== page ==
In the early 1980s, the Macintosh faced an onslaught of competition from an army of PC makers whose products ran Microsoft software. The fight did not end well for Apple. In a few years, Microsoft all but sidelined Apple, and the company almost went out of business.

Can Apple, which insists on tight control of its devices, win in an intensely competitive market against rivals that are openly licensing their software to scores of companies? It faces that challenge not only in phones, but also in the market for tablet computers, where the iPad is about to take on a similar set of rivals.

“This is a really big strategic question,” said Toni Sacconaghi, an analyst with Sanford C. Bernstein and Company. “No one knows whether openness will ultimately prevail as it did on the PC.”

Apple declined to comment on the issue.

By some measures, the competition Apple faces this time is even more formidable than it was in PCs. In addition to the Android family, Apple already competes with Research In Motion, maker of the BlackBerry.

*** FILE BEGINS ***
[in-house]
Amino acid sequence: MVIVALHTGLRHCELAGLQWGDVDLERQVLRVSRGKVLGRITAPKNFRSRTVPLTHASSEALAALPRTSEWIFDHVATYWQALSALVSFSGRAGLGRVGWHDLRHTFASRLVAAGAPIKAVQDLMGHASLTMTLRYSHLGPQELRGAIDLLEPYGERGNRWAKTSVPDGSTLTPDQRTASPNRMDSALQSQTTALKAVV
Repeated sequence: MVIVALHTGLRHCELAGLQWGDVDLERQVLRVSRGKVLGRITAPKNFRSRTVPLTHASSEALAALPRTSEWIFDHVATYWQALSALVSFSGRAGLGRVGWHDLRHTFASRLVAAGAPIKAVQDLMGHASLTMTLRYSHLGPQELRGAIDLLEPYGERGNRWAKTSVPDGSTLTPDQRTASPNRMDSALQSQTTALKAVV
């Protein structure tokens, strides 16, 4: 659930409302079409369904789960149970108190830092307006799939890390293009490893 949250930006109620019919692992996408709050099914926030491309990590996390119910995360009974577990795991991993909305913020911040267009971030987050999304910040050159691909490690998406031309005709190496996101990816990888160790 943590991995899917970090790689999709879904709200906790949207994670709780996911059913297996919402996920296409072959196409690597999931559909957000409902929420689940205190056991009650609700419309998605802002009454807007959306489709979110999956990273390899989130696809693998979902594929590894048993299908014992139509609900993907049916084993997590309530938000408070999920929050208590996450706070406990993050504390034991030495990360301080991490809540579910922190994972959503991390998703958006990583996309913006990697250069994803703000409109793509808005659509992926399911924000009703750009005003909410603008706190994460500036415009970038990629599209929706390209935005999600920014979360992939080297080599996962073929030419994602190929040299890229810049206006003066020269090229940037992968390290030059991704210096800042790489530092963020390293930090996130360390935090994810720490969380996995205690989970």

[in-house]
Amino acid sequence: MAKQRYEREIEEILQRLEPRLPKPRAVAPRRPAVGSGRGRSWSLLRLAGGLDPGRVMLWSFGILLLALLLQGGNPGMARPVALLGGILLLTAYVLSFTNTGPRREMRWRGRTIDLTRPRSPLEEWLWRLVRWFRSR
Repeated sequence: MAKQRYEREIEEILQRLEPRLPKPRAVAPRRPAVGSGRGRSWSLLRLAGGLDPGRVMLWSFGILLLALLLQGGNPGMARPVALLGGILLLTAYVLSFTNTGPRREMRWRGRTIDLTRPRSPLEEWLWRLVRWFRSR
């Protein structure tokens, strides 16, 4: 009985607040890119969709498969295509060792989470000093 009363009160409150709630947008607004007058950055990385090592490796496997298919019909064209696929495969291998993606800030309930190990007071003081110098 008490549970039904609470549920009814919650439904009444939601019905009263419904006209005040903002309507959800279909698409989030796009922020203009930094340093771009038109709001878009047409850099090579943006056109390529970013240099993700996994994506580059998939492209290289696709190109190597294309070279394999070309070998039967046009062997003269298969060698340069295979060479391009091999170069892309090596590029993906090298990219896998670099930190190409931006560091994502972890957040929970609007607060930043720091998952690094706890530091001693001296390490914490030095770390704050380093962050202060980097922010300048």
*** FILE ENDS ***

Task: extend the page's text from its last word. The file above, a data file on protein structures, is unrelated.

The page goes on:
And the iPhone will soon have one more powerful, and familiar, foe: Microsoft. That company’s well-reviewed Windows Phone 7 software will appear in as many as nine new smartphones beginning next month. Others like Nokia cannot be counted out.


Verizon iPhone 4 March 2011 debut stales Verizon iPhone 5 launch date

I am gonna need the arrival of the Verizon iPhone 4 (which I’ll believe when it actually arrives in the store) to NOT stop the roll out of the iPhone 5 on Verizon, AT&T or anywhere else.

It could be Apple is waiting for the roll out of the 4G network on both carriers. Then of course there are rumors that Verizon will be the only carrier to have the iPhone 5. Let’s not even talk about how unhappy that little rumor will make me should it come to fruition. I only came back to AT&T to get the iPhone 3Gs. Either way, can we please move past the iPhone 4? The bigger, better iPhone 5 is right around the corner and I WANT IT!

Amplify’d from